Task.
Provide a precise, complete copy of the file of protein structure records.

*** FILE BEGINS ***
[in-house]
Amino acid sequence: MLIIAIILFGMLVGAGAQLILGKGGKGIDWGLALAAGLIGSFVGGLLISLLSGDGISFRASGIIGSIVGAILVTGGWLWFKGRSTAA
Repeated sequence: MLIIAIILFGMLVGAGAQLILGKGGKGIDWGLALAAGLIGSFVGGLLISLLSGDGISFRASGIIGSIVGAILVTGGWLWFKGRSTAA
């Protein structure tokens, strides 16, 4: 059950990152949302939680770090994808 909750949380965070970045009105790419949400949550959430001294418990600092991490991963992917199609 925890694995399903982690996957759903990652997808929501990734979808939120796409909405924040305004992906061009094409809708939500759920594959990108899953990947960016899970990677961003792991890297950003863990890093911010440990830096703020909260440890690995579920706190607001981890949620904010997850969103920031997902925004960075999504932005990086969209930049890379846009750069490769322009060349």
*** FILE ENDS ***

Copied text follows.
[in-house]
Amino acid sequence: MLIIAIILFGMLVGAGAQLILGKGGKGIDWGLALAAGLIGSFVGGLLISLLSGDGISFRASGIIGSIVGAILVTGGWLWFKGRSTAA
Repeated sequence: MLIIAIILFGMLVGAGAQLILGKGGKGIDWGLALAAGLIGSFVGGLLISLLSGDGISFRASGIIGSIVGAILVTGGWLWFKGRSTAA
């Protein structure tokens, strides 16, 4: 059950990152949302939680770090994808 909750949380965070970045009105790419949400949550959430001294418990600092991490991963992917199609 925890694995399903982690996957759903990652997808929501990734979808939120796409909405924040305004992906061009094409809708939500759920594959990108899953990947960016899970990677961003792991890297950003863990890093911010440990830096703020909260440890690995579920706190607001981890949620904010997850969103920031997902925004960075999504932005990086969209930049890379846009750069490769322009060349």